It is relatively easy to spoof a “From” address.  Email Standards allow 3rd party emailers to send email on behalf of another domain, otherwise inbox providers like Google and Outlook.com or bulk email providers could not send email for the business or personal domains they host.  If “From” and Return Path do not match and the Return Path looks random or shady, it’s a good chance you have a phishing email.  Further, most companies will not use a 3rd party to send important account information emails like the one above, but their own internal servers.  Check the Return Path email address in the header to see if it looks legitimate.

There is an attachment

If you are required to download anything that you did not ask the company for, then it is probably a phishing email and may contain malware.  Even PDFs or DOCs can contain malware payloads.  At minimum, they are trying to lull you into thinking that their fake document is valid so that they can get personal, private or financial data from you.  Do not download attachments you did not ask for.

Links on the page go to a different domain

Often a phishing email will include a link to a 3rd or 4th domain or just to an IP address.  The goal here is to get you to click unsuspectedly on any link so they can further the con and grab your information when you attempt to login to their fake website.  Sometimes the domains even look like subdomains or related domains.  Always check links before clicking on them.  If in doubt of any link, open a clean window and navigate to the company’s website and login to your account from there to check on the issue.  

About MxToolbox

MxToolbox is the expert in email delivery, including the prevention of fraud and phishing.  Our focus is to help companies reduce the threat to their brand so that their customers, users and employees can trust that emails “From” their domain are legitimate.  Our Fraud Center product leverages international standards DMARC, DKIM and SPF combined with cutting edge algorithms to help small-enterprise companies halt phishing emails from their domain.  Learn More

Source: MXtoolbox

VirusTotal Graph

VirusTotal receives a large number of files and URLs every day, and each of them is analyzed by AVs and other tools and sandboxes to extract information about them. This information is critical for our ecosystem, as it connects the dots and makes clear the connections between entities.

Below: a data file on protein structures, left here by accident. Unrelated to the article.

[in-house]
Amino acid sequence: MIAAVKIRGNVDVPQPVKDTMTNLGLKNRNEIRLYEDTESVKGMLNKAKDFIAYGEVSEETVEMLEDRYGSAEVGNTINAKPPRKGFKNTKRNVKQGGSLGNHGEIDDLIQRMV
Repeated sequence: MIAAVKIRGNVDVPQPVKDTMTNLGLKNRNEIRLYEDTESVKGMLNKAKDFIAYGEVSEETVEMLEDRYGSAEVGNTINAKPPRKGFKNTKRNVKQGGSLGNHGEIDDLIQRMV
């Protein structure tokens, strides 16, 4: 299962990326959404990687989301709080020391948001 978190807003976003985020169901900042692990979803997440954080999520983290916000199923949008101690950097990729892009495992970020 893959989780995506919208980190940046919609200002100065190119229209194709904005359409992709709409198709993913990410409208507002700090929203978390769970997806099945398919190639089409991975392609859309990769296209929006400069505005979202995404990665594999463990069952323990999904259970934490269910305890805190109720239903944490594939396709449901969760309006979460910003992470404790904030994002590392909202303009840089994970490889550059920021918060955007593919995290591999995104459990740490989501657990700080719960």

It is common to pivot over many data points (files, URLs, domains and IP addresses) to get the full picture of your investigation, and this usually involves looking at multiple reports at the same time. We know this can be complicated when you have many open tabs, therefore, we’ve developed VirusTotal Graph.


It is a visualization tool built on top of VirusTotal’s data set. It understands the relationship between files, URLs, domains and IP addresses and it provides an easy interface to pivot and navigate over them.



By exploring and expanding each of the nodes in your graph, you can build the network and see the connections across the samples you are studying. By clicking on the nodes, you can see at a glance the most relevant information for each item. You can also add labels and see an in-depth report by going to VirusTotal Public or VirusTotal Intelligence report.


The tool is available in https://www.virustotal.com/graph/ or through a public report in the tool section (VirusTotal login is required):



You can save the graphs, so that you can go back to your investigation any time and share your findings with other users. By clicking in the bottom right corner we generate a permalink which loads the graph as you see it in your screen. All saved graphs are public and linked in VirusTotal public report when the file, URL, IP address or domain appear in the graph. We feel the community will benefit from this intelligence. We understand that there are scenarios where a higher degree of privacy is needed, and we are working on a solution — expect to see some news around it soon.
The documentation is available at


These are two YouTube videos explaining the main features:
Files Tutorial 1 – https://youtu.be/QEqHXU04IkI
Domain Tutorial 2 – https://youtu.be/xe2busIlkP4
Last but not least, we are still in an early stage of the tool and we’d be delighted to receive your feedback/comments here.

Source: VirusTotal